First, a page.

Leopard, large, agile member of the cat family known for its spotted fur, climbing skills, and secretive habits. A superbly designed predator with a long, well-muscled body, powerful limbs, and broad paws, the leopard combines the power and strength of the big cats with the grace and versatility of the smaller cats.
Leopards are highly adaptable and are found over much of Africa and southern Asia, sometimes living undetected close to human settlements. The name leopard comes from the Greek words for lion (leo) and panther (pardos). “Panther” and “leopard” are names for the same kind of animal, but “panther” is most often used for a leopard born with black fur (black panther).
Kangaroo, common name for a group of mammals found in Australia and neighboring islands. Kangaroos are marsupials, a type of mammal that gives birth to undeveloped young. In kangaroos and many other marsupials, the young are carried and nurtured in a special pouch on the mother's body.
More than 50 different kinds of animals are grouped together in two kangaroo families. The large kangaroos include red kangaroos and gray kangaroos, wallabies, pademelons, and quokka; they belong in the family Macropodidae. The other family, Potoroidae, is made up of assorted smaller species, such as various rat-kangaroos, bettongs, and potoroos.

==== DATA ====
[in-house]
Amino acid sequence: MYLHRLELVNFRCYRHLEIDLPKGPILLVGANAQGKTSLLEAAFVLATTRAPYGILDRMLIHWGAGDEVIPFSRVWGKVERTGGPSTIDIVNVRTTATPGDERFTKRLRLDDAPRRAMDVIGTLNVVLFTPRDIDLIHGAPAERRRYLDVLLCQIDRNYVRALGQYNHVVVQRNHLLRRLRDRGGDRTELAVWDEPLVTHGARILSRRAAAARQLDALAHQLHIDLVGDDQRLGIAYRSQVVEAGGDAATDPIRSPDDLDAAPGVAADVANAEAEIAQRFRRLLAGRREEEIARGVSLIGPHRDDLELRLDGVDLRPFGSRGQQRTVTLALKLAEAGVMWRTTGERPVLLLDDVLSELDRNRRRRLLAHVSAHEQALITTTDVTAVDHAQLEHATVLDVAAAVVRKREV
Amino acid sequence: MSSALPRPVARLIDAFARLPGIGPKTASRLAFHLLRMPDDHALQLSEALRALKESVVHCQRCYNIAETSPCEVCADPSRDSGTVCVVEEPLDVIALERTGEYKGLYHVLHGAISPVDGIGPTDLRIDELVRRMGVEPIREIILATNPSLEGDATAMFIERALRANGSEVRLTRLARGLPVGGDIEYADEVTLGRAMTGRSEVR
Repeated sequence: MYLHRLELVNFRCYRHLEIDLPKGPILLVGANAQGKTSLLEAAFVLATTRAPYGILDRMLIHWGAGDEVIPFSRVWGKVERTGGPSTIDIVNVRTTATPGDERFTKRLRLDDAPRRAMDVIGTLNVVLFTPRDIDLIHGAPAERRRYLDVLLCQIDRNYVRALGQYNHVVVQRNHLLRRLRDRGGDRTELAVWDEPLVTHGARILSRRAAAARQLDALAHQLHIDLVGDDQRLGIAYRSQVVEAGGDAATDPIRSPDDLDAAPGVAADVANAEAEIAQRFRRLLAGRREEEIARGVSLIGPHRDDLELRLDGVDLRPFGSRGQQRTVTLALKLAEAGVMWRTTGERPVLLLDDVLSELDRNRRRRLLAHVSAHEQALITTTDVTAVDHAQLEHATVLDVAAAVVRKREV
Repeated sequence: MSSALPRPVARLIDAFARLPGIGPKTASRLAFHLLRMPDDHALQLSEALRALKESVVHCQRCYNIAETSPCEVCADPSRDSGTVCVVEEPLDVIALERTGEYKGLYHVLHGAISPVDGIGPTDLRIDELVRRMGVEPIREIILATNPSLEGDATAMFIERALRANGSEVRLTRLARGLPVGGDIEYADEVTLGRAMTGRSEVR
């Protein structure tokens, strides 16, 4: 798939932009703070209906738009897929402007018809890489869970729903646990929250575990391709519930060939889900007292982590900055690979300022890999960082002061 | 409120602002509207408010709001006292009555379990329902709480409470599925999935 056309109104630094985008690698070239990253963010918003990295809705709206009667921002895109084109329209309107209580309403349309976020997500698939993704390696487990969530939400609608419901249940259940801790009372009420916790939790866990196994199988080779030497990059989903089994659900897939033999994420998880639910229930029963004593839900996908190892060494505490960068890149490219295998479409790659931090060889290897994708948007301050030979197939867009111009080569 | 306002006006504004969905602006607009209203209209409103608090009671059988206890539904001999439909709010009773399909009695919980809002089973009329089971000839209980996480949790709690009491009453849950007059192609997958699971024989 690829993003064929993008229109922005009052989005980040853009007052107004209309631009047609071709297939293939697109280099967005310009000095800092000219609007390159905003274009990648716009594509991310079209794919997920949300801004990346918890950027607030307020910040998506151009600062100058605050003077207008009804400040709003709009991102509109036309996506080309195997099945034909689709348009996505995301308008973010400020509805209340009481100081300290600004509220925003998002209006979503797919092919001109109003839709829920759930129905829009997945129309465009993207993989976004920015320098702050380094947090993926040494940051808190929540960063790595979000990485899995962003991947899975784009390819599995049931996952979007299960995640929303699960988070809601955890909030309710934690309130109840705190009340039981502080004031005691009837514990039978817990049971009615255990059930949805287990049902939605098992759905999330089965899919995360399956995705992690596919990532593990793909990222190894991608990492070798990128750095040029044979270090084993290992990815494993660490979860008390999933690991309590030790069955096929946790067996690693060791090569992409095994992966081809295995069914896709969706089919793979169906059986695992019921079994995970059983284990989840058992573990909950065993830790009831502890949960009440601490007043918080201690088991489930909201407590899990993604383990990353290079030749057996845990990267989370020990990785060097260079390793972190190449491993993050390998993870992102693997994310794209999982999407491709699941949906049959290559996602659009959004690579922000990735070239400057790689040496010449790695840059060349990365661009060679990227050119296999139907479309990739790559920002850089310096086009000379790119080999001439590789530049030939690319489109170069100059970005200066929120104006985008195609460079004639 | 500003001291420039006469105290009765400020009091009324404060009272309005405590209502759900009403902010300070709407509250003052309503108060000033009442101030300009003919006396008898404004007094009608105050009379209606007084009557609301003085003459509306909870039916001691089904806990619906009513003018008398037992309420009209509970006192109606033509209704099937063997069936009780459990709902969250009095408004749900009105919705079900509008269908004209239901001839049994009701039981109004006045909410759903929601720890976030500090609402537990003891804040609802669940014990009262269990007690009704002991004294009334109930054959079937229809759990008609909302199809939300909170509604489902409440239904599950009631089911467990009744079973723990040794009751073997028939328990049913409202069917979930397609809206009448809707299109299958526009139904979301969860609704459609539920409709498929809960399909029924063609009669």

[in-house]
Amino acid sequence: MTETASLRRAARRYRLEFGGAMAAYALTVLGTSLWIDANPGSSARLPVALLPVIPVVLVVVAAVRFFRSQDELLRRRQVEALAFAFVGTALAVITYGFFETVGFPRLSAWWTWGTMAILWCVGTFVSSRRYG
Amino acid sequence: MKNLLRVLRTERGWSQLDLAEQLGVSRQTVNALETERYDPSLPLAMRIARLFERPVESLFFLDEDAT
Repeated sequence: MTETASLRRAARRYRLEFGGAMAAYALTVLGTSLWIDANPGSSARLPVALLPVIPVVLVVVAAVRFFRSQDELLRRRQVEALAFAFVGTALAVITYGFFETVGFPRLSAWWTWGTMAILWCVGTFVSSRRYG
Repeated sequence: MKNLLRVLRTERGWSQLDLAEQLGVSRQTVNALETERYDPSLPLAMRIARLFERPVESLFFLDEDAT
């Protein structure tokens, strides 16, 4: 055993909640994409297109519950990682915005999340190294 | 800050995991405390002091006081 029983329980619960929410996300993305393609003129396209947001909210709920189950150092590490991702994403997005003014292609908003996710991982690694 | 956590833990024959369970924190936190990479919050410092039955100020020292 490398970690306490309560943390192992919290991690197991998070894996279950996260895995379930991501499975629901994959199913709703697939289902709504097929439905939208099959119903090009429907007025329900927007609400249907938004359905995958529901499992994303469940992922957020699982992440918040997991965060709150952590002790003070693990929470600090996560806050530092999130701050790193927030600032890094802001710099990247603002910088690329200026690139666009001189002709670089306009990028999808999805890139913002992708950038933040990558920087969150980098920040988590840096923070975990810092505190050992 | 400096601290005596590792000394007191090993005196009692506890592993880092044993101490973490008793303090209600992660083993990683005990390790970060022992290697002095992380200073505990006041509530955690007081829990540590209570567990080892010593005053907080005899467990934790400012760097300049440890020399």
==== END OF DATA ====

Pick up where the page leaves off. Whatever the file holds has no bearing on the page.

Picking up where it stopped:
What is the difference between an alligator and a crocodile? That’s kind of a trick question. “Crocodile” is a common name for an order, or large group, of animals called crocodilians. Alligators, caimans, and gavials are all crocodilians—but so are crocodiles.
HOW ARE THEY DIFFERENT?
One way to tell the difference between alligators and crocodiles is by looking at their snouts. Alligators and their close relative, the caiman, have broad, rounded snouts. Crocodiles have longer, sharper snouts that are shaped like triangles.
Every living animal on Earth is burning energy all the time. Physical activities like walking and breathing burn energy. Pumping blood and digesting food burns energy. Even thinking burns energy. For warm-blooded animals, a lot of energy is burned just keeping our body temperature where we need it. Even when we're sleeping, we're burning energy.
That's the whole reason animals eat -- to gain enough energy to fuel all those processes. The system works fine when there's plenty of fruit on the trees or rabbits to catch and eat (or pizzas in the freezer). But what happens when winter comes and it becomes very difficult to find food? How do animals survive with few energy sources available?
Say you are thirsty. Can you put your hand in a glass of water and drink it through your skin? Of course you can’t! But some animals can absorb water this way. These animals are called amphibians.
Amphibians are very interesting creatures. They live a kind of double life. They spend the first part of their life in water and the second part on land. In fact, the word amphibian comes from two Greek words that mean “both” and “lives.”
KINDS OF AMPHIBIANS
An amphibian is an animal that has moist, hairless skin. Amphibians are cold-blooded, which means they cannot make their own body heat.